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Paul J. Burton

Rome engaged in military and diplomatic expansionistic state behavior, which we now describe as ‘imperialism,’ since well before the appearance of ancient sources describing this activity. Over the course of at least 800 years, the Romans established and maintained a Mediterranean-wide empire from Spain to Syria (and sometimes farther east) and from the North Sea to North Africa. How and why they did this is a perennial source of scholarly controversy. Earlier debates over whether Rome was an aggressive or defensive imperial state have progressed to theoretically-informed discussions of the extent to which system-level or discursive pressures shaped the Roman Empire. Roman imperialism studies now encompass such ancillary subfields as Roman frontier studies and Romanization.

Series:

Paul J. Burton

Abstract

Rome engaged in military and diplomatic expansionistic state behavior, which we now describe as ‘imperialism,’ since well before the appearance of ancient sources describing this activity. Over the course of at least 800 years, the Romans established and maintained a Mediterranean-wide empire from Spain to Syria (and sometimes farther east) and from the North Sea to North Africa. How and why they did this is a source of perennial scholarly controversy. Earlier debates over whether Rome was an aggressive or defensive imperial state have progressed to theoretically informed discussions of the extent to which system-level or discursive pressures shaped the Roman Empire. Roman imperialism studies now encompass such ancillary subfields as Roman frontier studies and Romanization.

Series:

Edited by Yannis Stouraitis

This collection of essays on the Byzantine culture of war in the period between the 4th and the 12th centuries offers a new critical approach to the study of warfare as a fundamental aspect of East Roman society and culture in Late Antiquity and the Middle Ages. The book’s main goal is to provide a critical overview of current research as well as new insights into the role of military organization as a distinct form of social power in one of history’s more long-lived empires. The various chapters consider the political, ideological, practical, institutional and organizational aspects of Byzantine warfare and place it at the centre of the study of social and cultural history.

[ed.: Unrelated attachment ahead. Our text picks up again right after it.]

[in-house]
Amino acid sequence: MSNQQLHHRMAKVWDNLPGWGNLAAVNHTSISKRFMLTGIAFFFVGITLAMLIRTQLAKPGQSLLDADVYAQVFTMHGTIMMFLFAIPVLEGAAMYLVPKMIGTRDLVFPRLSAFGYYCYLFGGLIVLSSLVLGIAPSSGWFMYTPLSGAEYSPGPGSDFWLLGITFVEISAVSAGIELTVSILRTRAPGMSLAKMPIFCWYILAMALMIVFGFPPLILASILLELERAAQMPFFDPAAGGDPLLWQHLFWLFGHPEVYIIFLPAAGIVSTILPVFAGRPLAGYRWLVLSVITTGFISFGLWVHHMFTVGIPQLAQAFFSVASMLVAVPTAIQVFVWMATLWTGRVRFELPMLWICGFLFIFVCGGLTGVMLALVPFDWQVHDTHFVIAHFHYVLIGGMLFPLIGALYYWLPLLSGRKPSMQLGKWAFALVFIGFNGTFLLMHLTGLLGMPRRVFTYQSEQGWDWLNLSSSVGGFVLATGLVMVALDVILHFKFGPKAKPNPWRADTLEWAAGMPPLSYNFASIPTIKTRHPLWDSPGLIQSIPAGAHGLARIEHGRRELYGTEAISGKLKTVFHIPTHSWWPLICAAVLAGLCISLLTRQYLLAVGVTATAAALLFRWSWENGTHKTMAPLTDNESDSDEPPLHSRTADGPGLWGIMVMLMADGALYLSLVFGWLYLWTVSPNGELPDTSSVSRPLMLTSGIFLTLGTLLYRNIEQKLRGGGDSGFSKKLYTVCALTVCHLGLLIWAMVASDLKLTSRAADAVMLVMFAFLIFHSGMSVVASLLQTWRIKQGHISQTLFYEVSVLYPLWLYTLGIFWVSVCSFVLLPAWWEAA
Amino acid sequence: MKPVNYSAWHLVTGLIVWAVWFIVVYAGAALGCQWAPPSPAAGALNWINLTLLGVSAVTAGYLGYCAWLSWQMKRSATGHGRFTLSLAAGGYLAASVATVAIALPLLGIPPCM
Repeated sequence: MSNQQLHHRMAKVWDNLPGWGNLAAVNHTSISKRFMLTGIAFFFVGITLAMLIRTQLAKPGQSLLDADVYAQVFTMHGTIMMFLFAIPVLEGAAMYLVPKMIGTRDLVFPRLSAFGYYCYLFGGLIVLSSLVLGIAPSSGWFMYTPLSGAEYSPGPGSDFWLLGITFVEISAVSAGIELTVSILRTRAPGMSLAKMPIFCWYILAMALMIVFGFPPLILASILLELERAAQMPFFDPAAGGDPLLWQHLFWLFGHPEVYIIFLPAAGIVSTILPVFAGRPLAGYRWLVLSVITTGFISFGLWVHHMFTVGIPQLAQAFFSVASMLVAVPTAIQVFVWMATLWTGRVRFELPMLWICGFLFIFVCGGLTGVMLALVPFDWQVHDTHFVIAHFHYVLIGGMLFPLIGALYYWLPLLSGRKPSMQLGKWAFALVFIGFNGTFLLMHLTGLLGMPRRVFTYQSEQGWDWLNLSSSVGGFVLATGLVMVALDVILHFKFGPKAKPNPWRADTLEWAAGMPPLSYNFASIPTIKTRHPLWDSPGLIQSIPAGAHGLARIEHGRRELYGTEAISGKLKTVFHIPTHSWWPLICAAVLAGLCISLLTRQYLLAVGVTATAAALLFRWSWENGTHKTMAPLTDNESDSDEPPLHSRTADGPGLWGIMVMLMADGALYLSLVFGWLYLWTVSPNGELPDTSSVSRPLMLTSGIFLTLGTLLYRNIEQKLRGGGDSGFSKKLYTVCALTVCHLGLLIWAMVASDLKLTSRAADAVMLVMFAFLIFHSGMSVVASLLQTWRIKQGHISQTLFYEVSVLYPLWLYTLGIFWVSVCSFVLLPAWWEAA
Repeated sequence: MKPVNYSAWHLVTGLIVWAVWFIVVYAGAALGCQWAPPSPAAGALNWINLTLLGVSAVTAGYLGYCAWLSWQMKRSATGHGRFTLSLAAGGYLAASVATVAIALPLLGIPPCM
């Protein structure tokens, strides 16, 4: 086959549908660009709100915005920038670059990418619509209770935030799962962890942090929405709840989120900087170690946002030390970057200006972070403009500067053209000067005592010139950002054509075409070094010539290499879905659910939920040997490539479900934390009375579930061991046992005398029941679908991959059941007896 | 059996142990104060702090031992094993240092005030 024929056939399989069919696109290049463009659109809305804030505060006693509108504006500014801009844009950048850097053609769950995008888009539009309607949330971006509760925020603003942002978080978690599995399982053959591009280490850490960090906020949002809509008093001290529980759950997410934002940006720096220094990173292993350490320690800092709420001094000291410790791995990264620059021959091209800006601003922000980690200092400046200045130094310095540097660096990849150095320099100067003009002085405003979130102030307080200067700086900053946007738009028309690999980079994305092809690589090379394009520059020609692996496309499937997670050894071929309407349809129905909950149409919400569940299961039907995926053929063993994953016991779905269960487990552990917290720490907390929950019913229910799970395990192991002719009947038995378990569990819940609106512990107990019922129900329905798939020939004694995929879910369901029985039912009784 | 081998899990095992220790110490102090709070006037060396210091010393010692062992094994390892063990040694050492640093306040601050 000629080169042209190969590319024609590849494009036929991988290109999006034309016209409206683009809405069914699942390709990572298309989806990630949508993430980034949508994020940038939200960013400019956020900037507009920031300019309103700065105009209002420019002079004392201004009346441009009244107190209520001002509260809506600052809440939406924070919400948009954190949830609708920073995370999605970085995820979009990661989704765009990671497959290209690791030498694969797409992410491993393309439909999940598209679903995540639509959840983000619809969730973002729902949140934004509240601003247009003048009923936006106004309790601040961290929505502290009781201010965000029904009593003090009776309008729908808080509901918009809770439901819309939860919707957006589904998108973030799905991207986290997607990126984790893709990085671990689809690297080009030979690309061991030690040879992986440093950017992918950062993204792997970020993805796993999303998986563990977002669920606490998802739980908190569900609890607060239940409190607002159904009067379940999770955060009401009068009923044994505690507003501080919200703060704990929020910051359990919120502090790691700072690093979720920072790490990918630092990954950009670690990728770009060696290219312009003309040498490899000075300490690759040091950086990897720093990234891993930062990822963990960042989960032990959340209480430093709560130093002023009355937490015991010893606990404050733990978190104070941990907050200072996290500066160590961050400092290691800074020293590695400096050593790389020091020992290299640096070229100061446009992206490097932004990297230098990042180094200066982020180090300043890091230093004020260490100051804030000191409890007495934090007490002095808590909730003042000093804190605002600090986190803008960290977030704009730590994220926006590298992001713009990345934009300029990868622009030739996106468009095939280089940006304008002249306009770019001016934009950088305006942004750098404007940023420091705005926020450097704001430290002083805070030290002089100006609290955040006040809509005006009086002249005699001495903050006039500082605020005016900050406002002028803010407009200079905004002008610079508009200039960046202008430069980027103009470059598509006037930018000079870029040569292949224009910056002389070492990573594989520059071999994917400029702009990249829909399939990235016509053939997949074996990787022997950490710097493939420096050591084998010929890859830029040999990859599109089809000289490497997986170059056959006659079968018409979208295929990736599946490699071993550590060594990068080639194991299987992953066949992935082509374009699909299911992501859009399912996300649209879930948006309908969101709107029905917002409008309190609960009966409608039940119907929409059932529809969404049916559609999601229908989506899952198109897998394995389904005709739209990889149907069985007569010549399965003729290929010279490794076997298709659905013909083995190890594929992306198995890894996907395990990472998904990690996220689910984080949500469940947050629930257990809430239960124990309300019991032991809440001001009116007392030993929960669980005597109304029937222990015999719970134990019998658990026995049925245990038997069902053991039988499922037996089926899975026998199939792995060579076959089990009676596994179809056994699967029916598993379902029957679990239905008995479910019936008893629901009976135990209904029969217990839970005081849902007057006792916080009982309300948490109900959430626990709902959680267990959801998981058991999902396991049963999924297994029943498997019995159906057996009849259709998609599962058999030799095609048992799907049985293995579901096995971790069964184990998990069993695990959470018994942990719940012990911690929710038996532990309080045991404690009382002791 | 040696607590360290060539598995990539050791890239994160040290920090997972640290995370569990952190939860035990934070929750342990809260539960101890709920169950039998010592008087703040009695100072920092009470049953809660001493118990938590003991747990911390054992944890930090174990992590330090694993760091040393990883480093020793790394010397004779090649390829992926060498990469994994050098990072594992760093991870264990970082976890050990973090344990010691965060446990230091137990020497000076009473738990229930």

Contributors are Salvatore Cosentino, Michael Grünbart, Savvas Kyriakidis, Tilemachos Lounghis, Christos Makrypoulias, Stamatina McGrath, Philip Rance, Paul Stephenson, Yannis Stouraitis, Denis Sullivan, and Georgios Theotokis.

Acre and Its Falls

Studies in the History of a Crusader City

Series:

Edited by John France

In the crusader period Acre was in many ways a remarkable place, but the most striking thing about its history is the number of times it fell to enemies. The present volume Acre and Its Falls is unusual in that it analyses a wide range of aspects of the history of Acre across the crusader period, combining political, military and cultural history, with a notable emphasis on the memory of the city in Europe. This may have been a city famous for its falls, but most certainly not for them alone.
Contributors are Adrian J. Boas, Charles W. Connell, Paul F. Crawford, Susan B. Edgington, Marie-Luise Favreau-Lilie, John France, Anna Gilmour-Bryson, John D. Hosler, Georg Philipp Melloni, Janus Møller Jensen, J. Rubin, and Iris Shagrir.